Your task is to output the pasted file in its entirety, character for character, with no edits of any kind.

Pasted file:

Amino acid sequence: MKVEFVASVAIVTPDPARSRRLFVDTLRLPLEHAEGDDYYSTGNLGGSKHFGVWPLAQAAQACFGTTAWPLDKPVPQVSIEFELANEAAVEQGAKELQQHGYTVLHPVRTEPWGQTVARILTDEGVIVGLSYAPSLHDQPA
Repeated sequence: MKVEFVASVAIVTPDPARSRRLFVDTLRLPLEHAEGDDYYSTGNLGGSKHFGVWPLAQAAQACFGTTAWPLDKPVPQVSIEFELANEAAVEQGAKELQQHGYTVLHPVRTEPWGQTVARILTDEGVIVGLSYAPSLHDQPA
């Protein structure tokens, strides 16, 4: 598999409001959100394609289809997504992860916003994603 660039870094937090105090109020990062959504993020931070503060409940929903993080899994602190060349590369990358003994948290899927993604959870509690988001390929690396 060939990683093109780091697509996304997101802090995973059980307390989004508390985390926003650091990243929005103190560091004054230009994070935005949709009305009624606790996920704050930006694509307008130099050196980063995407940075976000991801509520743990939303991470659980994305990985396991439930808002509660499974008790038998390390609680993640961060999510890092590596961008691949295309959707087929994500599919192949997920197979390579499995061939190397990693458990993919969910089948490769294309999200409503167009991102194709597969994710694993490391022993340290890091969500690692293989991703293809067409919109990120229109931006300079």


Amino acid sequence: MKVEFVASVAIVTPDPARSRRLFVDTLRLPLEHAEGDDYYSTGNLGGSKHFGVWPLAQAAQACFGTTAWPLDKPVPQVSIEFELANEAAVEQGAKELQQHGYTVLHPVRTEPWGQTVARILTDEGVIVGLSYAPSLHDQPA
Repeated sequence: MKVEFVASVAIVTPDPARSRRLFVDTLRLPLEHAEGDDYYSTGNLGGSKHFGVWPLAQAAQACFGTTAWPLDKPVPQVSIEFELANEAAVEQGAKELQQHGYTVLHPVRTEPWGQTVARILTDEGVIVGLSYAPSLHDQPA
């Protein structure tokens, strides 16, 4: 598999409001959100394609289809997504992860916003994603 660039870094937090105090109020990062959504993020931070503060409940929903993080899994602190060349590369990358003994948290899927993604959870509690988001390929690396 060939990683093109780091697509996304997101802090995973059980307390989004508390985390926003650091990243929005103190560091004054230009994070935005949709009305009624606790996920704050930006694509307008130099050196980063995407940075976000991801509520743990939303991470659980994305990985396991439930808002509660499974008790038998390390609680993640961060999510890092590596961008691949295309959707087929994500599919192949997920197979390579499995061939190397990693458990993919969910089948490769294309999200409503167009991102194709597969994710694993490391022993340290890091969500690692293989991703293809067409919109990120229109931006300079």